Breaker one-nine got a copy?
Usually a truly suspenseful film about a maniacal, big rig driver and his truck comes along once in a lifetime. A movie that keeps its viewers on the edges of their seats with hearts pumping and heads in their hands, afraid to watch but more afraid to look away. A movie about a man consisting of mere flesh and blood fighting for his life against the enigma seated behind the wheel of a massive Mack truck. The movie that comes to mind is one of Stephen Spielberg’s first notable directorial efforts called “Duel” which can be seen fairly regularly on the Superstation. “Joyride” on the other hand is an average movie that delivers enough suspense to be interesting, but falls short with its lame dialogue.
Luis (Paul Walker) is a college freshman who is so hot for his old high school friend Venna (Leelee Sobieski) that he is willing to cash in his plane ticket and buy a car to give her a ride home for break. Plans are underway when Luis learns that his irresponsible older brother Fuller (Steve Zahn) is in the slammer in Utah. Luis, being the good son, decides to drive out of his way to bail out said black sheep before meeting up with Venna. So begins the joyride this film is named after.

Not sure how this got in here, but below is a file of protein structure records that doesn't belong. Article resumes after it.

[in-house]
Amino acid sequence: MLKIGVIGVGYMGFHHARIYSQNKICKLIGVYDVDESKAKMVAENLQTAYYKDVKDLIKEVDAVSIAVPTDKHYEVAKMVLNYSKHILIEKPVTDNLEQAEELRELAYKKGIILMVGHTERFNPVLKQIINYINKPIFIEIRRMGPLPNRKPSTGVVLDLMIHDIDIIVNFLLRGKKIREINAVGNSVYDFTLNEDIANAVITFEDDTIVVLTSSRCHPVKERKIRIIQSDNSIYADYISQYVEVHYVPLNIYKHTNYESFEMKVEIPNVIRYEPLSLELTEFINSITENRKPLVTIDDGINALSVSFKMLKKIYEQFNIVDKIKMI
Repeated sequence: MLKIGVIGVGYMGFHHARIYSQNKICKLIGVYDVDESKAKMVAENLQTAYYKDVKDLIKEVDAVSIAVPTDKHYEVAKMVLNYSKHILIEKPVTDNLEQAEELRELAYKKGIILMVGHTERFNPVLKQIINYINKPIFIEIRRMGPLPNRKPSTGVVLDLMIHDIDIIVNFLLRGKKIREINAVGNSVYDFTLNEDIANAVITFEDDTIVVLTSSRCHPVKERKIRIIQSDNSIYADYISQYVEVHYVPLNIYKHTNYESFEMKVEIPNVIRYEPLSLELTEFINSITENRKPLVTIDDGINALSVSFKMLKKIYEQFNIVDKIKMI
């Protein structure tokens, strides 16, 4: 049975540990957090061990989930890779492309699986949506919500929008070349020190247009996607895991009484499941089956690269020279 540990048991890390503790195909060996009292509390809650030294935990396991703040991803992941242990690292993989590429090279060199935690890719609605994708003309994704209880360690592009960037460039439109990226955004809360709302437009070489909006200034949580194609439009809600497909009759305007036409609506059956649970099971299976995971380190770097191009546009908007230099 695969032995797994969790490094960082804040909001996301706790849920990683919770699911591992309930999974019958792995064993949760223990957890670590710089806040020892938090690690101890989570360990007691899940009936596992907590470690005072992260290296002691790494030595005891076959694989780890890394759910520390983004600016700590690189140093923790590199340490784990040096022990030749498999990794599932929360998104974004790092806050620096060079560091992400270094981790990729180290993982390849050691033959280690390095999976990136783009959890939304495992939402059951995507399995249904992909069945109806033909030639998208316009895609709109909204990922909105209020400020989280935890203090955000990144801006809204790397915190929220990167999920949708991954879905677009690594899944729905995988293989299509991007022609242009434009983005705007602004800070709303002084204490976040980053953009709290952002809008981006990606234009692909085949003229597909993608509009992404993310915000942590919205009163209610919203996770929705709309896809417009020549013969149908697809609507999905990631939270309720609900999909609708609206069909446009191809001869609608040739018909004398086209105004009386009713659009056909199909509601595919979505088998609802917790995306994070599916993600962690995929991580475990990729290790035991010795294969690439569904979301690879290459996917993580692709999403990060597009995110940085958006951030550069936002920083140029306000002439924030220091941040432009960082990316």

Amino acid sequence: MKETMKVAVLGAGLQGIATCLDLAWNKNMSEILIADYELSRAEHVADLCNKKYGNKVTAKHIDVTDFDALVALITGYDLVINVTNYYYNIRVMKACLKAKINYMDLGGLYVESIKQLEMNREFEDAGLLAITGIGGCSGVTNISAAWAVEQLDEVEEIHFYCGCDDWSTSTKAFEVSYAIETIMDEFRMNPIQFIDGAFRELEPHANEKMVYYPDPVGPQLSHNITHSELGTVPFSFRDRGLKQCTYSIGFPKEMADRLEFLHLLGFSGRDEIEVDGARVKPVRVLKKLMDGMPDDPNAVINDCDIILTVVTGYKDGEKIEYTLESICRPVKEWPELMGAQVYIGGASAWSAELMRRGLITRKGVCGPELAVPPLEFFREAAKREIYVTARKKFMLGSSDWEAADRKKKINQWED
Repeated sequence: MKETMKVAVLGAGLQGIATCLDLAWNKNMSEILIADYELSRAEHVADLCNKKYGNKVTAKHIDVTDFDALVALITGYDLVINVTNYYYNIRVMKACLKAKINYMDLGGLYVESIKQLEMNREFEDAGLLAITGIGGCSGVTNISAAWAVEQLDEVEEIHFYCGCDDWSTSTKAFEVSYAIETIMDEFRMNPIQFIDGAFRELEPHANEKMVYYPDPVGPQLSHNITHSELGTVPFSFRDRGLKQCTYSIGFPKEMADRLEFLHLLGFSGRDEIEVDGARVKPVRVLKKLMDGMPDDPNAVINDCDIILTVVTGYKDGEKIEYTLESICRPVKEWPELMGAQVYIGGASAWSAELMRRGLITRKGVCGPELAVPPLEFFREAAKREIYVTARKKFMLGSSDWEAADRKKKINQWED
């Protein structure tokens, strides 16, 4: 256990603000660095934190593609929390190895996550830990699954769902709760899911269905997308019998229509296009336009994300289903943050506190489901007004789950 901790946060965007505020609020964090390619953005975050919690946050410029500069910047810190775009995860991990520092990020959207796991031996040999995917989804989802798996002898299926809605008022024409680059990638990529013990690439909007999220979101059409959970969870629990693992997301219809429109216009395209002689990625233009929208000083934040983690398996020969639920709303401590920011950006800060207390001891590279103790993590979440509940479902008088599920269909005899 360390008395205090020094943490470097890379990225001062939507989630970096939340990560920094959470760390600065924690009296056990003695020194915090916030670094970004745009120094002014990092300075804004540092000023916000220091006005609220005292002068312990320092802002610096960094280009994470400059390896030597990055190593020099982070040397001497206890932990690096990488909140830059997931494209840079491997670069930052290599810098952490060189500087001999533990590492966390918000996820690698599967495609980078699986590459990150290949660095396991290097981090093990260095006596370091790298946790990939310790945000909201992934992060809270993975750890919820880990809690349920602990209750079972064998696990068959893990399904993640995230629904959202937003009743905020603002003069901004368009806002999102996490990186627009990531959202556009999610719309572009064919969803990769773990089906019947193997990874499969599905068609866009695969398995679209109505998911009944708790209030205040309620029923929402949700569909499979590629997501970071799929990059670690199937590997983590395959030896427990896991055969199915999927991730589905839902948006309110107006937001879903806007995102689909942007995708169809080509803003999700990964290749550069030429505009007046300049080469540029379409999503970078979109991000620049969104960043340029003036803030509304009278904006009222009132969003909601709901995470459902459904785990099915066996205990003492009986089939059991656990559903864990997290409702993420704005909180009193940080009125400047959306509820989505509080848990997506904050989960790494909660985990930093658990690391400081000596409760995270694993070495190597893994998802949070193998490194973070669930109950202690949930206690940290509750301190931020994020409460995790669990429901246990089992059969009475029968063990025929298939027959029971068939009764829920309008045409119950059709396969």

The story follows Luis, Fuller and Venna as they pay the price for playing a cruel joke on a lonely and very unstable trucker with the CB handle Rusty Nail. The film consists of a series of “I Know What You Did Last Summer”-esque scenes in which the three protagonists narrowly escape with their lives. This movie is not without exciting action sequences, and manages to get a few laughs thanks to the always consistent comic timing of Zahn. Walker is very attractive (which helps when he delivers his lines in his trademark wooden way). One of the most positive and refreshing things about the movie is that the burden of gratuitous nudity is placed on the shoulders and firm buttocks of male actors instead of Hollywood’s usual flaunting of female breasts that plague many other films.When asked why she chose this film, Sobieski said, “I thought it was a nicely chiseled script” and that she “really just wanted to play a ‘chick’.” Possibly by “chick” she meant that she wanted to play a flat character that contributed very little to the whole of the film. Sobieski, who worked with Stanley Kubrick on his final film “Eyes Wide Shut,” generally makes good film choices with strong characters, but seems to have fallen a bit short with “Joyride”. To see her in a great but underrated film, rent “A Soldier’s Daughter Never Cries” which represents some of her best work.
Director John Dahl (“Rounders”) said that “movies like ‘Duel’ were definitely on my mind” when making this film. He succeeded in creating a suspenseful environment in which to tell this story.
Dahl also scored with the action sequences involving the truck which became a character in and of itself. “We wanted the truck to really take on a personality of its own,” Dahl said. The voice on the CB belongs to actor Ted Levine, who played Buffalo Bill in “The Silence of the Lambs.” Levine was the perfect choice for this part because he helped give Rusty Nail the appropriate amount of creepiness.
The film has some laughs and a few edge-of-the-seat moments, but it isn’t as impressive as the one and only “Duel.”